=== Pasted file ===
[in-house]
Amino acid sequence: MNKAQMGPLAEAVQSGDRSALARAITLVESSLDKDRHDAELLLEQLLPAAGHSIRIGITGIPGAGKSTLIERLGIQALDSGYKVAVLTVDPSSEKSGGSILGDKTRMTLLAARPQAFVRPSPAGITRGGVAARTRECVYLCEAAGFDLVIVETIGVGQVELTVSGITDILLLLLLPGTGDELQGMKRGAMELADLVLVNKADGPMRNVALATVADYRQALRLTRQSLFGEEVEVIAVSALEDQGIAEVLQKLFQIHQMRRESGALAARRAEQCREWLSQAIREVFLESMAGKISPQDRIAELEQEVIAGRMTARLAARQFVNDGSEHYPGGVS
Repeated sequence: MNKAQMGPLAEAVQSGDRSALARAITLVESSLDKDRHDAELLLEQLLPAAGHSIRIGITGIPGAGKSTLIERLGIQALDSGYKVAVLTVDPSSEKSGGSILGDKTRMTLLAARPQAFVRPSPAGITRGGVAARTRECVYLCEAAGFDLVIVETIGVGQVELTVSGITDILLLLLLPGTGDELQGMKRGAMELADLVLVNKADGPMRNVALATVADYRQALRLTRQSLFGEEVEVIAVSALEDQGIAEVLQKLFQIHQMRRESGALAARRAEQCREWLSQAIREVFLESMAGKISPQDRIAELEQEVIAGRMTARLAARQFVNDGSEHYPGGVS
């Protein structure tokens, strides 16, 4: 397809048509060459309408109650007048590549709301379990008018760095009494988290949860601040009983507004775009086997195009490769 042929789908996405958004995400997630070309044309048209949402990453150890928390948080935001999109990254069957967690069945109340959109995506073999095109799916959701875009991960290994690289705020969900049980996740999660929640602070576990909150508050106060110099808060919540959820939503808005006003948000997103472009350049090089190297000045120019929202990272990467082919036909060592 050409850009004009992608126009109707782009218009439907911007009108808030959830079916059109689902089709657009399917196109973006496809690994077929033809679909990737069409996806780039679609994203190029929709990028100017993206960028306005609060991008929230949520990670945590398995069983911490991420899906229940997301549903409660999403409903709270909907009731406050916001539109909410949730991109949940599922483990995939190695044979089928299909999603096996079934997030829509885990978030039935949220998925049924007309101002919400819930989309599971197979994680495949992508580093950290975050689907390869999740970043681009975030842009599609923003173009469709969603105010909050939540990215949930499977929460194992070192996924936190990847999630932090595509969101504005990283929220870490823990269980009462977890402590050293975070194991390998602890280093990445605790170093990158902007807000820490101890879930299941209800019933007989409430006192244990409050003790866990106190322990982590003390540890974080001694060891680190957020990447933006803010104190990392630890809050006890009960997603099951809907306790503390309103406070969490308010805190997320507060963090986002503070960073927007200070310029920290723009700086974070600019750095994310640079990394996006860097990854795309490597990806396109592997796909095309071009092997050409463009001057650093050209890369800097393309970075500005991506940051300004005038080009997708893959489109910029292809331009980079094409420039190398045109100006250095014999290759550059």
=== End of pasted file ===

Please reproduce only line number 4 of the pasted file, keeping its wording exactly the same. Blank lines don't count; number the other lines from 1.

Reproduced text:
């Protein structure tokens, strides 16, 4: 397809048509060459309408109650007048590549709301379990008018760095009494988290949860601040009983507004775009086997195009490769 042929789908996405958004995400997630070309044309048209949402990453150890928390948080935001999109990254069957967690069945109340959109995506073999095109799916959701875009991960290994690289705020969900049980996740999660929640602070576990909150508050106060110099808060919540959820939503808005006003948000997103472009350049090089190297000045120019929202990272990467082919036909060592 050409850009004009992608126009109707782009218009439907911007009108808030959830079916059109689902089709657009399917196109973006496809690994077929033809679909990737069409996806780039679609994203190029929709990028100017993206960028306005609060991008929230949520990670945590398995069983911490991420899906229940997301549903409660999403409903709270909907009731406050916001539109909410949730991109949940599922483990995939190695044979089928299909999603096996079934997030829509885990978030039935949220998925049924007309101002919400819930989309599971197979994680495949992508580093950290975050689907390869999740970043681009975030842009599609923003173009469709969603105010909050939540990215949930499977929460194992070192996924936190990847999630932090595509969101504005990283929220870490823990269980009462977890402590050293975070194991390998602890280093990445605790170093990158902007807000820490101890879930299941209800019933007989409430006192244990409050003790866990106190322990982590003390540890974080001694060891680190957020990447933006803010104190990392630890809050006890009960997603099951809907306790503390309103406070969490308010805190997320507060963090986002503070960073927007200070310029920290723009700086974070600019750095994310640079990394996006860097990854795309490597990806396109592997796909095309071009092997050409463009001057650093050209890369800097393309970075500005991506940051300004005038080009997708893959489109910029292809331009980079094409420039190398045109100006250095014999290759550059």